Anglicans Officially Establish Orthodox Body

The Anglican Church in North America was constituted on Monday, marking a new beginning for thousands of conservative Anglicans eager to get past the politics of church and on with promoting the Gospel.

"Many of us have sacrificed a great deal to follow Jesus to this place. Many of us have lost properties and sacred treasures and incomes and pensions and standing and friends," said the Rt. Rev. Robert Duncan, who will be installed as the first archbishop of the ACNA.

Yet, "there is no one here who would go back," he said in his opening address to hundreds of Anglicans who have convened in Bedford, Texas, for the inaugural assembly.

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Since severing ties with The Episcopal Church – the U.S. arm of Anglicanism –and the Anglican Church of Canada, a number of Anglican parishes have found themselves embattled in lawsuits over church properties. Conservatives have left the national churches over what they claim to be a departure from Christian orthodoxy.

They, along with a host of orthodox Anglicans overseas, have been calling on The Episcopal Church to repent and get back in line with traditional Anglicanism and Scripture, particularly since it consecrated an openly gay bishop in 2003. But the conservatives saw little hope that the U.S. church body would change direction.

As a result, theological conservatives announced last year their intention to form a new province that most see as a rival body to The Episcopal Church and the Anglican Church of Canada. The ACNA unites around breakaway 700 parishes – representing 100,000 conservative Anglicans – in North America into a single church that is meant to serve as an orthodox, Anglican, mission-minded, and biblically-centered province.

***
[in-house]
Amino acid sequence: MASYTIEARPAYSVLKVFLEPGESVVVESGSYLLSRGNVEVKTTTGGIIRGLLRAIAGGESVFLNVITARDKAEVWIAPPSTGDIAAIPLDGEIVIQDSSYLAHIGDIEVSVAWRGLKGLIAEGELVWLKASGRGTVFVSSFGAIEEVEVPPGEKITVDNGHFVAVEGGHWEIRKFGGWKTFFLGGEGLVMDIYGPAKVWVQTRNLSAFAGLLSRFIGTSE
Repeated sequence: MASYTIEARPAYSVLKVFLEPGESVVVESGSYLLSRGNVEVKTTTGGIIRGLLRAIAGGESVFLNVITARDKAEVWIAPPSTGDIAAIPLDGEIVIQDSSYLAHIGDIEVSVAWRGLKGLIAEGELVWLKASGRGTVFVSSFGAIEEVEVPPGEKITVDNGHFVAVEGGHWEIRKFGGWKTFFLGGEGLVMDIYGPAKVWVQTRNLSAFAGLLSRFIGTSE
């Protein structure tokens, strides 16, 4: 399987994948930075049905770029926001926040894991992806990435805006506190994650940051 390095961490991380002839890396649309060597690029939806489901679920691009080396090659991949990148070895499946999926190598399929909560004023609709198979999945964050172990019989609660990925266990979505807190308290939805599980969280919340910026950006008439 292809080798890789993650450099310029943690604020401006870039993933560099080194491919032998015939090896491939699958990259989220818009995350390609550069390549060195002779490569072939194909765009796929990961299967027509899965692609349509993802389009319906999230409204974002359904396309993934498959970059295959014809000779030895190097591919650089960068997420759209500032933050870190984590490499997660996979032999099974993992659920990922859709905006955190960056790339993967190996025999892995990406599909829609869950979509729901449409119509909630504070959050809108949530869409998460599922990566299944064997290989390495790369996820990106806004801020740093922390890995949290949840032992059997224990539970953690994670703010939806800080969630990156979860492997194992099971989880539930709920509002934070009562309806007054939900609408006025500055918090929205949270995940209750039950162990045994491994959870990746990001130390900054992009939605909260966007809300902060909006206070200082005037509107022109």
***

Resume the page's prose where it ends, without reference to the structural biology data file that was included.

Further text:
On Monday, Duncan told fellow conservatives that there is a great Reformation of the Christian Church underway.

"We North American Anglicans are very much in the midst of it," Duncan said. "While much of mainline Protestantism is finding itself adrift from its moorings (submission to the Word of God), just like Western Anglicanism, there is an ever-growing stream of North American Protestantism that has re-embraced Scripture's authority (just as we have)."

On the first day of their inaugural assembly, delegates approved the ratification of the Constitution of the ACNA, effectively establishing the new province which has been years in the making.

Duncan has made it clear that they have not yet reached a place where they have fully "made it" but what they have created and inaugurated this week is a sturdy skeleton upon which they can build the church.

Now under one unified banner, the conservative Anglicans are hoping to recommit to engaging the culture with the Gospel and not waste any more time.

"We are here, above all, to proclaim to the world what our God has done among us, among us sinners," Duncan stressed to assembly attendees. "The work is before us. The main thing is keeping the main thing the main thing. And the main thing is the mission of Jesus Christ."

Anglican leaders from the Global South have already stated their intention to formally recognize the ACNA and affirm full communion with it. Recognition from the rest of the global Anglican Communion, including its top official, the Archbishop of Canterbury, however, may take years.

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